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If there are logging statements spread throughout a codebase, how do I set up the logger so I don't have to comment out each call to the logger when deploying the code into production?

Here's my current code:

import logging


logging.basicConfig(filename='./example.log', level=logging.DEBUG, 
                    format='%(asctime)s %(name)-12s %(levelname)-8s %(message)s',
                    datefmt='%m-%d %H:%M')

logging.debug('debug failed')
logging.info('info failed')
logging.warning('A warning')
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1  
Isn't this basic logging 101? –  delnan Sep 18 '12 at 18:51
    
@delman: if its 101 then please write a best practice answer –  Merlin Sep 18 '12 at 18:55
    
I'm not qualified for that, I'm just rather certain that the obvious way of doing it, setting filtering to reject all messages, is described in any decent logging tutorial. –  delnan Sep 18 '12 at 18:57
    
Are you trying to silence all levels? Or just debug? –  jdi Sep 18 '12 at 18:58
    
@Jdi Silence all. So, run as if statements were passed over. –  Merlin Sep 18 '12 at 19:01

3 Answers 3

Instead of using the basicConfig, you can set up the logger more explicitly with the handlers you want, based on any criteria.

import logging

log = logging.getLogger("FOO")
log.setLevel(logging.DEBUG)

# needs a handler
log.info('info')
#No handlers could be found for logger "FOO"

ch = logging.StreamHandler()
log.addHandler(ch)
log.info('info')
# info

log.removeHandler(ch)

noop = logging.NullHandler()
log.addHandler(noop)
# nothing happens here
log.info('info')

You can have a conditional statement that either adds the handler you want if you are running in debug mode, or you can add a NullHandler that just absorbs the log messages. You can also configure the levels individually of each handler, so that you would always see warnings and above. Each handler can have its own level, in addition to the main logger.

You can refer to the tutorials on how to get more specific with levels, handlers, and formatting.

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I see your point, The real question: Can set filter to warning, and have warning go into a blackhole. When needed dump to file maybe playing with NullHandler. –  Merlin Sep 18 '12 at 19:16
    
Playing with basicConfig and setting level to '99', seemed to work. file created, no print to console or file. –  Merlin Sep 18 '12 at 19:46
    
You can add different handlers based on flags in the script. If you run it with a debug flag you could have it add a file handler. Otherwise you add a null handler. And you can add multiple handlers. Maybe a StreamHandler set to warning always prints warnings or greater, and then the optional file handler is set to debug to catch all your debug levels. Setting the level to 99 just makes it so high that no log levels will match it. Its not really a common way. –  jdi Sep 18 '12 at 22:08

There are levels of logging. Based on the severity of the logging level, it will print it.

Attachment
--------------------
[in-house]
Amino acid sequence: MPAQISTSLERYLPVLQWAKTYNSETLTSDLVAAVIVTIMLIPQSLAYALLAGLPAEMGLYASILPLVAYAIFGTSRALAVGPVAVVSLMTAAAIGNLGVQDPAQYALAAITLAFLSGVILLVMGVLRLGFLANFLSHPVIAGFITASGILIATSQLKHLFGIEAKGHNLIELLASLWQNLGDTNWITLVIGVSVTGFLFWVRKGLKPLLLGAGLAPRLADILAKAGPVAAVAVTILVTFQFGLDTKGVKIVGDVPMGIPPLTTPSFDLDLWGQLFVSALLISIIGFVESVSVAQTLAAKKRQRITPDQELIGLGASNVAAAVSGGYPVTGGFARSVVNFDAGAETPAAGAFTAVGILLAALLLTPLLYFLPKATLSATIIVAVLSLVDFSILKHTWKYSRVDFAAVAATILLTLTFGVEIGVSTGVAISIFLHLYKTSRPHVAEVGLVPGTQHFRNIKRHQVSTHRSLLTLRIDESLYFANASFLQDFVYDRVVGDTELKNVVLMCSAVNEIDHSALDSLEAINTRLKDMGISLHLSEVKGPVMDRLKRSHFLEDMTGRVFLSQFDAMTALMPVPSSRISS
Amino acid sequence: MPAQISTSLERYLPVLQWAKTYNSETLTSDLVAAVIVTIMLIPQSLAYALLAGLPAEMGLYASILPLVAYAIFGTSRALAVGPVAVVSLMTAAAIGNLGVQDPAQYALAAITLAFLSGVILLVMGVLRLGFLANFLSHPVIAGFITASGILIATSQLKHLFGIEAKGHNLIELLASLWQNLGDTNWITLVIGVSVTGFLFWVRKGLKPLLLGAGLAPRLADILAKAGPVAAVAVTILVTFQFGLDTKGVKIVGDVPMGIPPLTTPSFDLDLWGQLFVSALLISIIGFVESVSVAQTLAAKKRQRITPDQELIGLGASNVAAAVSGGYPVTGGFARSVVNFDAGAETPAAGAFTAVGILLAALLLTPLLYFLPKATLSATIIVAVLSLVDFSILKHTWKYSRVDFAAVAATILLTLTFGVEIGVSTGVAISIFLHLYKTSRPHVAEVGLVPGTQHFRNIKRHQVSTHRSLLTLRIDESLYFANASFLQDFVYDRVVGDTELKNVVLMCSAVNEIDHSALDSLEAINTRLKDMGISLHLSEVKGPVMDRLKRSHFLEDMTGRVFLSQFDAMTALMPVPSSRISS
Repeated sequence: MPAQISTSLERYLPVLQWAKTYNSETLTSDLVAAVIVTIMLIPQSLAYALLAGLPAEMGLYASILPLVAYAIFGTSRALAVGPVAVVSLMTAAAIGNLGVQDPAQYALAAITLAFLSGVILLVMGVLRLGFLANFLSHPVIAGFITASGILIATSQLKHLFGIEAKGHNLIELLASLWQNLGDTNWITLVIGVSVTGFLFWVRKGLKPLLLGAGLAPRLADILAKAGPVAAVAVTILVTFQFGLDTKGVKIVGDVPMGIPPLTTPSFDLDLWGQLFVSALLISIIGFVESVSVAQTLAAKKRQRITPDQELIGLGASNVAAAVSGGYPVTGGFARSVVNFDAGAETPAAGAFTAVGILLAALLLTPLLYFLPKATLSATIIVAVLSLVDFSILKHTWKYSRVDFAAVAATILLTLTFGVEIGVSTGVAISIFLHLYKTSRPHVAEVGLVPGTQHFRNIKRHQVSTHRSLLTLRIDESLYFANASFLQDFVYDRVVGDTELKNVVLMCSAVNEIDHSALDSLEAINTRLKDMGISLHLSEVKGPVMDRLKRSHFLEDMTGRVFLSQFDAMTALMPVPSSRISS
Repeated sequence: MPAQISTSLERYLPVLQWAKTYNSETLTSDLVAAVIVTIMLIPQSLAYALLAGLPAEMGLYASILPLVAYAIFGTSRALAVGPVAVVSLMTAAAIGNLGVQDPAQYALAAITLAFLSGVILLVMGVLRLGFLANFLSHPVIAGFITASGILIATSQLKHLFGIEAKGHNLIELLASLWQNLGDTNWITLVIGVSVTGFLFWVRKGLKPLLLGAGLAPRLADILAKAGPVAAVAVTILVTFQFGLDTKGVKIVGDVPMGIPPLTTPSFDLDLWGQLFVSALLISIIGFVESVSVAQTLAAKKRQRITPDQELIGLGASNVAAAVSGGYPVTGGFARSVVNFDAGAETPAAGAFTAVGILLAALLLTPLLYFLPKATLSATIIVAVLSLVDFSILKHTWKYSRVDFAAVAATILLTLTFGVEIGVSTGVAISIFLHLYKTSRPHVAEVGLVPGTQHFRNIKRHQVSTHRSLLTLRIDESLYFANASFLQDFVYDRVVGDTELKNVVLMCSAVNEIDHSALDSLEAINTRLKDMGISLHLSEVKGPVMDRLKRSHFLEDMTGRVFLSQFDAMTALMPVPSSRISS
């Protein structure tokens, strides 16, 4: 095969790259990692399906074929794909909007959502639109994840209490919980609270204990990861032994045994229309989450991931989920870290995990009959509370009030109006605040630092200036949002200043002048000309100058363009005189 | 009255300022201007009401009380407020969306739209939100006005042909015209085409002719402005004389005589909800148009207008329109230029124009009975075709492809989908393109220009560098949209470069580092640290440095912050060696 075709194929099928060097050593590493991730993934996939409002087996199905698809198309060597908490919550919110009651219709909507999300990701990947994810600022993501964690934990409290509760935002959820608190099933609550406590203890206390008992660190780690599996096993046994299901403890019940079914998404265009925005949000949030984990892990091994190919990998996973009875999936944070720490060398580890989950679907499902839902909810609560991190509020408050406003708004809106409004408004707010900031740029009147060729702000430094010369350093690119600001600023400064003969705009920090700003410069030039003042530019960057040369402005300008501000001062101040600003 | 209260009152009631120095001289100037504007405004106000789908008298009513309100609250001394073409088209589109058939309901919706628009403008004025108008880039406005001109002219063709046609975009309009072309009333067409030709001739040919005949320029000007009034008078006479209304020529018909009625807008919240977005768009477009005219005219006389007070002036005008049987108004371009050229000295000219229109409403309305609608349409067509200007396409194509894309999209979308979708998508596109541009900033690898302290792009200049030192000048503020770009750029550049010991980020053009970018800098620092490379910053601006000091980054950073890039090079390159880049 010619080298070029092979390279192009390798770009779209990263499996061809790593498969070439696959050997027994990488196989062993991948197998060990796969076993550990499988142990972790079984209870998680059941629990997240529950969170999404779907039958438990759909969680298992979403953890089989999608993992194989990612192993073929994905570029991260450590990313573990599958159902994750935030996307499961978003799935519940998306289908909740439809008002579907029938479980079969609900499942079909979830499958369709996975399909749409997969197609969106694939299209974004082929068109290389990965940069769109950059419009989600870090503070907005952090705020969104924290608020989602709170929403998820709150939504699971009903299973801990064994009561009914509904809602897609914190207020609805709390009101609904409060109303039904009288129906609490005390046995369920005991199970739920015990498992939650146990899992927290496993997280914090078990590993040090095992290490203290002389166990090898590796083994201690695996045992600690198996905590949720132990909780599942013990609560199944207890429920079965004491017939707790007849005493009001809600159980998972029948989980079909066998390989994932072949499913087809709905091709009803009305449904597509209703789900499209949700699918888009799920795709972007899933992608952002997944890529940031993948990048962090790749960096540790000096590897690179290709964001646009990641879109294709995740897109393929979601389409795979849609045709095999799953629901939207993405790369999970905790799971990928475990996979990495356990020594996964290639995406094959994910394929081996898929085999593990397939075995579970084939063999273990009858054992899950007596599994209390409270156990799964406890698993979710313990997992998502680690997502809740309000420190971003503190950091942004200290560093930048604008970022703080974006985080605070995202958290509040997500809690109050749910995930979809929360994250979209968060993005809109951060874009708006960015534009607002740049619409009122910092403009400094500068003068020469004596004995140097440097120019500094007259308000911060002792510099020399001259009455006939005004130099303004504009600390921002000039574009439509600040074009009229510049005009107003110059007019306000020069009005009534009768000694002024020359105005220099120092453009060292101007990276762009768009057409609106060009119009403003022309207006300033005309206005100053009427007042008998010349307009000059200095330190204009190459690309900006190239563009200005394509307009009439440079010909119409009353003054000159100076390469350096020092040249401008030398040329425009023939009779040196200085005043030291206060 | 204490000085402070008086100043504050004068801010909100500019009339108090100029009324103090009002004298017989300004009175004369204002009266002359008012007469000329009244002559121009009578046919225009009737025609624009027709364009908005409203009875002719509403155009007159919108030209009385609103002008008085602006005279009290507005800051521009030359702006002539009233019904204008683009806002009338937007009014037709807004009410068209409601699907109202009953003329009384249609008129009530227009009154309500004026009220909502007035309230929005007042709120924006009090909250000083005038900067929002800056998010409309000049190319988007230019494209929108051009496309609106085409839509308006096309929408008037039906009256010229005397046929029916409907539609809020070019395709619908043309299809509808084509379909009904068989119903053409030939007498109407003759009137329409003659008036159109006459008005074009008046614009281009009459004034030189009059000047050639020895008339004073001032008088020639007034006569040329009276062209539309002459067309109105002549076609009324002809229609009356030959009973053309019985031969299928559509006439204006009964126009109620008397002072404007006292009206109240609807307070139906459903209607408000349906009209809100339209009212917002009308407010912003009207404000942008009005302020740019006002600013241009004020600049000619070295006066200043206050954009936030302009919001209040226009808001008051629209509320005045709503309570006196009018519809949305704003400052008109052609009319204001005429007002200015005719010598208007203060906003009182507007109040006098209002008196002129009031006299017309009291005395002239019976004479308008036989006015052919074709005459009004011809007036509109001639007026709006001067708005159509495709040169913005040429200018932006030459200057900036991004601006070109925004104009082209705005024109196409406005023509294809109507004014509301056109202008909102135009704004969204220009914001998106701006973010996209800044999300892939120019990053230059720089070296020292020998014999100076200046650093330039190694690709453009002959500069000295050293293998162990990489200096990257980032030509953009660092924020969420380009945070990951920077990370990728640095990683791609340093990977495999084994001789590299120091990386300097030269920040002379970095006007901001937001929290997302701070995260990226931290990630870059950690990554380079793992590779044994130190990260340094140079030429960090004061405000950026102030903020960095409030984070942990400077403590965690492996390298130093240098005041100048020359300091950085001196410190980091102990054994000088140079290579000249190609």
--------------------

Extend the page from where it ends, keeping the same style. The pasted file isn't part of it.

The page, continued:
Level   Numeric value
CRITICAL    50
ERROR   40
WARNING     30
INFO    20
DEBUG   10
NOTSET  0

Based on the logging level it will print the statements.

the level you have specified here is level=logging.DEBUG. So all but notset logging levels should print out. If you would want to print out only critical levels, please change the level=logging.CRITICAL

http://docs.python.org/release/2.5/lib/module-logging.html has more information

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There are a couple of really simple answers here. The first is to simply comment out the basicConfig(...) statement. That will have the effect not setting up any of the loggers, handlers or formatters which means your debug(), info(), etc calls will be effectively no-ops.

Another simple answer is to set the logging level in the basicConfig() call to something higher than DEBUG. CRITICAL + 1 would make sure that you never see a log message.

However you mentioned something about moving this code into production, so what you probably want to do is provide -q and -v command line options (assuming this is a CLI tool). My usual approach is to start at WARNING level, and for each -q move towards quieter logging by increasing the filter level. Conversely, for each -v, move towards more verbose logging. Here is a snippet of code that does exactly that.

from argparse import ArgumentParser
from logging import basicConfig, CRITICAL, ERROR, WARNING, INFO, DEBUG

parser = ArgumentParser()
parser.add_argument("-v", "--verbose", action="count")
parser.add_argument("-q", "--quiet", action="count")

arguments = parser.parse_args()

raw_log_level = 2 + (arguments.verbose or 0) - (arguments.quiet or 0)
if raw_log_level <= 0: 
    log_level = CRITICAL
elif raw_log_level == 1:
    log_level = ERROR
elif raw_log_level == 2:     # default
    log_level = WARNING
elif raw_log_level == 3: 
    log_level = INFO
else:         
    log_level = DEBUG

basicConfig(level=log_level)
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